HYPOTHESIS:: Early nerve-sparing tumor resection is designed to minimize facial deficits associated with facial nerve schwannomas. This report aimed to determine optimal treatment approaches and timing in patients with facial nerve schwannomas, especially those with good facial function. BACKGROUND:: Clinical decision making is complicated in patients with good facial nerve function because classical surgical treatment consists of excision of the tumor along with the involved nerve segment, followed by grafting or primary anastomosis, which can result in permanent facial deficits. METHODS:: Since 1995, we have conducted a nerve-preserving technique on 15 patients with facial nerve schwannomas to obtain better results after our experience with the 10 patients who underwent tumor resection and/or facial nerve reconstruction before 1995 and evaluated the surgical outcomes of all 25 patients between 1990 and 2008. The House-Brackmann (HB) grading system for facial nerve function was used to assess preoperative and postoperative functions with follow-up magnetic resonance imaging to monitor for tumor recurrence. RESULTS:: At the final functional assessment, 7 patients had no change in facial function, 2 had improved, and 6 had worsened. Specifically, 4 patients had normal facial function, 8 had HB Grade II, and 3 had HB Grade III. To date, no clinical or radiologic evidence of recurrence has been detected in any of the patients, all of whom underwent postoperative enhanced magnetic resonance imaging at least 3 years after surgery. CONCLUSION:: Facial nerve-preserving technique is recommended for resection of facial nerve schwannomas, especially in patients with good preoperative facial function. Compared with the resection-and-reconstruction technique, this method can prevent delays in presurgical deterioration of the neural fascicle and may result in better postoperative facial function.

Borschel, G. H., D. H. Kawamura, et al. (2011). "The motor nerve to the masseter muscle: An anatomic and histomorphometric study to facilitate its use in facial reanimation." J Plast Reconstr Aesthet Surg.
INTRODUCTION: The motor nerve to the masseter muscle is increasingly being used for facial reanimation procedures. However, many surgeons have been reluctant to use this versatile source of axons because of difficulty in locating it intraoperatively. In this study we conducted a detailed assessment of its gross and microscopic anatomy and develop a simple, reliable method for locating this nerve. METHODS: We defined the anatomy of the nerve to the masseter, in particular its relationship to common surgical landmarks such as the auricular tragus and the zygomatic arch, and determined its intramuscular anatomy. We also performed a histomorphometric analysis. RESULTS: The anatomy of the motor nerve to the masseter was consistent. A convenient starting point for its dissection was found 3.16 +/- 0.30 cm anterior to the tragus at a level 1.08 +/- 0.18 cm inferior to the zygomatic arch. The nerve was located 1.48 +/- 0.19 cm deep to the superficial muscular aponeurotic system (SMAS) at this point. Relative to the zygomatic arch, the nerve formed an angle of 50 +/- 7.6 degrees as it coursed distally into the masseter muscle. The distance from the arch to the first branch of the motor nerve to the masseter was 1.33 +/- 0.20 cm. The histomorphometric analysis demonstrated that the motor nerve to the masseter contained an average of 2775 +/- 470 myelinated fibers. CONCLUSIONS: Successful intraoperative location of the motor nerve to the masseter is facilitated by knowledge of its anatomy relative to standard surgical landmarks. A consistent and convenient starting point for dissection of this nerve is found 3 cm anterior to the tragus and 1 cm inferior to the zygomatic arch. The nerve contains over 2700 myelinated fibers, demonstrating its usefulness as a source of motor innervation for facial reanimation.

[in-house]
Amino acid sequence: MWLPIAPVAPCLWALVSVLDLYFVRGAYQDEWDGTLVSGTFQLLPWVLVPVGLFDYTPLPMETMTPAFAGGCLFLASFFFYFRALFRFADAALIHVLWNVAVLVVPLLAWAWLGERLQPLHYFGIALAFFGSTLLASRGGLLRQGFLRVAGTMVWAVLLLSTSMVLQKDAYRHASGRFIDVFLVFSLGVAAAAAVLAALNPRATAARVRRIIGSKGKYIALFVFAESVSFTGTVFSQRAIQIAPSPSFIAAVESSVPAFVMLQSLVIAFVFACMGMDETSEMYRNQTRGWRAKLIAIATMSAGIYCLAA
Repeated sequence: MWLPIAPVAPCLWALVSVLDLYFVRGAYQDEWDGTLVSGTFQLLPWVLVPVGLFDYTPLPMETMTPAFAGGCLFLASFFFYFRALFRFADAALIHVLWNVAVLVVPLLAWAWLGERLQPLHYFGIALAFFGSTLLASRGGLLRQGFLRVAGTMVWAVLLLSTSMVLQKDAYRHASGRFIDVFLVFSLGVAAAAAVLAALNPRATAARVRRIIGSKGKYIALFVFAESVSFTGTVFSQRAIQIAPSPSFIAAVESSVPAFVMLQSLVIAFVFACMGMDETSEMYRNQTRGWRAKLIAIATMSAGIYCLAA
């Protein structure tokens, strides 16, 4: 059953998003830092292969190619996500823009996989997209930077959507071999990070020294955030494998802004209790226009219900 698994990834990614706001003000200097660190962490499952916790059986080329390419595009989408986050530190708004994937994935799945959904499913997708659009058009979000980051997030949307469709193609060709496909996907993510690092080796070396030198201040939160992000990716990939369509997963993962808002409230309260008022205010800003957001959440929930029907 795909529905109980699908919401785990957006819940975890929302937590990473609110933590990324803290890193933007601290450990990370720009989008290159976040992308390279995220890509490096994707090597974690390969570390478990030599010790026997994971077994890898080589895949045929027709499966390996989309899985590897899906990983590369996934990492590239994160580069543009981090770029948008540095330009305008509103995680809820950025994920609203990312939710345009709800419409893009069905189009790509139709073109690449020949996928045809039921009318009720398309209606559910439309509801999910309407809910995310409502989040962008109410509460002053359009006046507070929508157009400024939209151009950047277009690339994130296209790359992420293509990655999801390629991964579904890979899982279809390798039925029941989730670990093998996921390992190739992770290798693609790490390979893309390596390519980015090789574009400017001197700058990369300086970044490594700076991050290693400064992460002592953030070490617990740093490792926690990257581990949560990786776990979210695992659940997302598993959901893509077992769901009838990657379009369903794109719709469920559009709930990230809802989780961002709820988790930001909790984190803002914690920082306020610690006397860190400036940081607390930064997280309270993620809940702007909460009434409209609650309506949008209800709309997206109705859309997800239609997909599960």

Fishman, J. M. (2011). "Corticosteroids effective in idiopathic facial nerve palsy (Bell's Palsy) but not necessarily in idiopathic acute vestibular dysfunction (Vestibular Neuritis)." Laryngoscope 121(11): 2494-2495.

Michaelidou, M., M. Herceg, et al. (2011). "Correlation of functional recovery with the course of electrophysiological parameters after free muscle transfer for reconstruction of the smile in irreversible facial palsy." Muscle Nerve 44(5): 741-748.
Introduction: The aim of this study was to determine whether processes of denervation and reinnervation, as measured by electrodiagnostic methods, correlate with clinical function, as measured by three-dimensional (3D) video analysis and whether electrodiagnostic data can serve as a prognostic indicator. Methods: Eighteen patients with facial palsy were investigated by 3D video analysis, needle electromyography, and electrical muscle testing at 6, 12, and 18 months after free muscle transplantation for smile reconstruction. Results: Electrophysiological parameters determined 6 months postoperatively correlated significantly with the index of dynamic symmetry 12 and 18 months postoperatively. Conclusions: Processes of reinnervation can be detected earlier by electrophysiological analysis than by quantified clinical analysis. Pathological spontaneous activity alone and combined assessment with motor unit action potentials in the early postoperative stage are strong prognostic indicators. Muscle Nerve, 2011.